Box Scores – any kind, any sport – I love them; I confess to being a nerdy guy on this count. They tell so much of the story. It is like reading a book, but finding the final chapter was ripped out of it, or that some critical part of the story was not fully explained. But even so, the box score is awesome!
The stats in the box from this past Thursday’s Baltimore Ravens / Pittsburgh Steelers football classic reveal both the obvious, yet also what may be a critical concern for the Ravens. As well, some definite strengths are evident in the numbers.
All the math demonstrates that it was a very close contest, which is of course no surprise for this rivalry. Instead of being decided by a three-point margin like the past four games between these teams, it was rather a two-point difference on this occasion. It is simply the nature of this twice-annual clash.
Right away, the time of possession illustrates the back and forth nature of the game, with Pittsburgh holding the ball 30:04 to Baltimore’s 29:56. The passing yards are relatively even at 257 for the Steelers and 237 for the Ravens, while the Ravens outgained the former on the ground – crushing them with 74 yards as compared to 72! The ebony birds also had just a few more return yards with 132 to 102. And neither team committed a turnover, while the penalty yards were nearly the same as well (Baltimore 55 / Pittsburgh 51). Each team ran exactly 62 plays.
But there are two negative stats for Baltimore that present a concern, along with one set of positive numbers – those that made all the difference.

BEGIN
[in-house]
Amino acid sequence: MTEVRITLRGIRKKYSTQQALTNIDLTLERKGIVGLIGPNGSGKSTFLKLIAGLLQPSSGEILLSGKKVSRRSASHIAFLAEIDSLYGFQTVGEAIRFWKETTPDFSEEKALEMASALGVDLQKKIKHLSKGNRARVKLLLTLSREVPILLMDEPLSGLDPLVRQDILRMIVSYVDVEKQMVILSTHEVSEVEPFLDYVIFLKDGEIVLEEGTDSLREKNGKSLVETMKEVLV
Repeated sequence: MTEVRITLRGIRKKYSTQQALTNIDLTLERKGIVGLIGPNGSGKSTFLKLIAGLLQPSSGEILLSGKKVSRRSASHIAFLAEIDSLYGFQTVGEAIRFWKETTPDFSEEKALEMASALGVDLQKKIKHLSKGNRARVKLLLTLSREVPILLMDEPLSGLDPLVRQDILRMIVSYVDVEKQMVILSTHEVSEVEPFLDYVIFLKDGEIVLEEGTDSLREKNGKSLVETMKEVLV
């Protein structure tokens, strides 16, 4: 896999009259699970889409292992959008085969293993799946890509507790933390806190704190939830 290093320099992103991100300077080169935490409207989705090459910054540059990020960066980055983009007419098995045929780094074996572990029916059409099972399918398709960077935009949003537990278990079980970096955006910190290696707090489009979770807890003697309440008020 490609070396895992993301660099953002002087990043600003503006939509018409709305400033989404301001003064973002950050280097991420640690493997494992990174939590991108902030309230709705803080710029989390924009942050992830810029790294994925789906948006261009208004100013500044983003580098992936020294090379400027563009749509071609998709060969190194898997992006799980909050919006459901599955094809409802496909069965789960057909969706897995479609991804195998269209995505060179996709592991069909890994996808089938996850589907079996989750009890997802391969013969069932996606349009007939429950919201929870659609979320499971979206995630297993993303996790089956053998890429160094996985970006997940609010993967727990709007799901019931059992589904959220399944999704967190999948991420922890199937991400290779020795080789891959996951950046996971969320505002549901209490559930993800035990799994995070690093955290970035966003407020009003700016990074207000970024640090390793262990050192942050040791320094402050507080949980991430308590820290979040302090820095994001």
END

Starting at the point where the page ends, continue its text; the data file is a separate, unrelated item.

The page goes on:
Red Zone Offense – Pittsburgh was a perfect three for three inside the 20, whereas Baltimore managed only one touchdown on four trips to the red zone. The Ravens’ defense was largely decent throughout the game, but as on several other occasions, they seemed unable to stop the opposition at a critical moment late in the game (though credit should be given for not allowing the two-point conversion to tie).
On the other hand, the Ravens’ offense struggled again inside the 20. The first drive of the game was successful, scoring their only touchdown on eight plays covering 71 yards in 3:06. But there continues to exist the ongoing problem of running and pounding the ball in these situations. As well, false start penalties on A.Q. Shipley and Michael Oher helped to derail the first two unsuccessful red zone drives.
Ray Rice was a single-handed wrecking zone in the final red zone drive. A pair of two-yard gains were sandwiched around a two-yard pass he received. With 4th and four at the Steelers’ five yard line, his frustration boiled over and “gained” a 15-yard unsportsmanlike conduct penalty. This is not helpful.
Sadly No Sacks – The Ravens allowed two sacks of Joe Flacco for a total loss of 14 yards – an acceptable statistic, especially considering that the team is second in the NFL for sacks allowed with 39 through 12 games. However, the Ravens were unable to get to Ben Roethlisberger even once, thereby allowing him time in the pocket and on the run to pick out receivers. This would also be somewhat acceptable if the Steelers were known for their stellar pass protection – which they are not, being sixth in the league with sacks allowed at 37.
Kicking Game / Special Teams – Here is where the Ravens really made a difference in the game and in the final score. The numbers 31,34,38,45,48 are not lotto winning numbers; they are the lengths of field goals kicked by the machine named Justin Tucker. He now has 27 in a row, and indeed he deserved the famed John Madden turkey award, MVP, or whatever the heck it is called. Add to this the runbacks by Jacoby Jones – a guy who is a true weapon – and the special teams were the difference in an otherwise close game.
All of this sets up an interesting end to the season for sure. It looks like an entire year of mostly close games, as every contest is essentially a playoff game to stay alive.